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Adoption and Implementation of Robotics in MRFs

Technology continues to make a huge impact on nearly every industry. In recycling and MRFs, the addition of robotics is shifting how sorting and recycling work gets done. Robotic solutions that were a curiosity just a few years ago have become more prevalent in the recycling industry, with uses across North America.

At Leadpoint, we’re watching the robotics industry and working with our customers to incorporate these inanimate workers alongside the sorters we employ as part of our recycling industry staffing solutions.

In this blog, we’ll look at how robotics have become a bigger part of the MRF world, including recent data and trends to watch over the next few years.

adoption implementation robotics MRFs

Robotics in Recycling – A Growing Trend

In May 2019, Resource Recycling compiled data on the number of robots currently working or recently purchased for use in U.S. and Canadian MRFs. At the time of their study, the number stood at 80. While not a huge number, this is a very new field: robots were first introduced in MRFs in 2016.

Since then, the recycling industry and Leadpoint have recognized the effectiveness of placing robots alongside humans to improve efficiency, safety, and productivity. Robots at work in multiple parts of the process allow operators to solve traditional problems in new ways.

Robotics Add Value to MRF Operations

It’s easy to see how robots and humans can work together to complete the tedious and dangerous work of an MRF sorter. Leadpoint is in front of this trend – our employees work side-by-side with robots at several of the MRFs we support.

Robots add value in other, less obvious ways. They make the sorting process safer by being programmed to perform repetitive tasks without error and to work in difficult situations that could put humans at risk. Robots can often sort with reliability and precision that matches human sorters. And because they can work without vacation or sick time, breaks or turnover, robots can have a positive impact on the overall cost of production.


Robots can add value to MRF operations, but it comes at a cost. While major players in the robotics sphere have not released their pricing structures publicly, reports indicate that one major manufacturer charges roughly $200,000 per robot, plus installation, freight, electrical and additional costs. The decision to add a robot isn’t one to be made impulsively! These are big investments that must pencil-out for each MRF.

Robotics – Numbers, Uses & Locations

Among the robotics manufacturers in the waste and recycling market, BHS, AMP Robotics, Machinex are the industry leaders in deploying this advanced technology. Bulk Handling Systems or BHS leads the way. As of May 2019, Resource Recycling reports the firm has placed approximately 50 of the 80 MRF robots at work today.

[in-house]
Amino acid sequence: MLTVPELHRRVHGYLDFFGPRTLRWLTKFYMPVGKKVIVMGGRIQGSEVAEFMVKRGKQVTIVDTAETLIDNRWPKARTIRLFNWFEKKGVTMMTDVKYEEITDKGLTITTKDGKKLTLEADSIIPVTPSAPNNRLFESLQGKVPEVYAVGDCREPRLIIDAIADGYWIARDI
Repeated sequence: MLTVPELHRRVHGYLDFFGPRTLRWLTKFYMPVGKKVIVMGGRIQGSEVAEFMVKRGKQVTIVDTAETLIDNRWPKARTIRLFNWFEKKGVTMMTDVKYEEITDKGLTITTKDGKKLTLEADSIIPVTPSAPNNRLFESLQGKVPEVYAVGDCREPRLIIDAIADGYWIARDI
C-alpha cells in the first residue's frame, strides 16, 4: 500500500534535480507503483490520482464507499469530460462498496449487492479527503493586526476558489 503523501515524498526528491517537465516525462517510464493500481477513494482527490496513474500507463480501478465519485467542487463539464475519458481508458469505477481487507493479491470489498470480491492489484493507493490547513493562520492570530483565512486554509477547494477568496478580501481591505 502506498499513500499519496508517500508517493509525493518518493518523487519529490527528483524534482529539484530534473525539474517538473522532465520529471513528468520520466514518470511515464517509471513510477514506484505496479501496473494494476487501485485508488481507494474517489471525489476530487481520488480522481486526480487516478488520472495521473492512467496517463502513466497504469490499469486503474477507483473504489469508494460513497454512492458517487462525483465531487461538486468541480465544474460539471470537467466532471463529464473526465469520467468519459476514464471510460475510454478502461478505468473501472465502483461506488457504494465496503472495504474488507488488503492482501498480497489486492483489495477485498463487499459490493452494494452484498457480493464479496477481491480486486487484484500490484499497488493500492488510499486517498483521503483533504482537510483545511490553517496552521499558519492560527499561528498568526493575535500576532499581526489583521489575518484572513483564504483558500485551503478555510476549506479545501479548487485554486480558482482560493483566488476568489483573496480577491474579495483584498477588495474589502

The dominant use of robotics has been assisting single-stream MRFs with curbside recyclables. MRFs make up over half of the current applications, followed by PET recycling and mixed-waste jobs.

Robotics have been installed in MRFs in 15 states and three Canadian provinces, with a heavy concentration in California. Other locales with more than two robotic systems include Florida, Ontario, Pennsylvania, South Carolina, and Wisconsin.

Evolving Technology

In addition to the current solutions on the market, robotics for use in MRF recycling plants are continuously evolving. We believe the near future will see the introduction of these capabilities:

  • Visioning systems: Independent of mechanical sorting arms, these systems provide waste studies and other back-end data in a much more affordable way than auditing.
  • VIS: Short for Visual Identification System, VIS provides ongoing material stream assessment to help MRFs meet audit and compliance requirements.
  • Recognition and sorting capabilities: These are constantly being improved upon, including the integration of VIS with optical sorters to improve material recognition.

While he full-scale use of robotics in MRFs is potentially decades away, Leadpoint’s high-performance work teams improve productivity and profitability in MRFs today. Working alongside robots, we are a powerful resource to make the recycling industry more efficient and safe.

For more on the use of robotics and humans in your MRF, or to learn about any of our recycling industry workforce services, speak to the pros at Leadpoint today.

One Response to “Adoption and Implementation of Robotics in MRFs”

  • Jeff says:

    Software engineer in training, working as a sorter; perhaps I can give my two cents given my incomplete exposure to the field.

    Recycling will be the one of the last areas to be completely automated for the following technical reasons: Unlike programming a truck to run autonomously, which has a huge number of ‘edge-cases’ when navigating traffic with discrete (which means it can be programmed on the fundamental basis of 1’s and 0’s) boundary conditions; to effectively replace sorters, a computer would need to be able to objectively “Feel” and “see” in ‘biological’ terms (unlike say, an optical sorter or a MaxAI, which uses fairly simplistic light reflection for plastic identification), an object buried under other recycling, then program a very intricate “hand” to grab an irregularly shaped and massed object that is moving on a conveyer.

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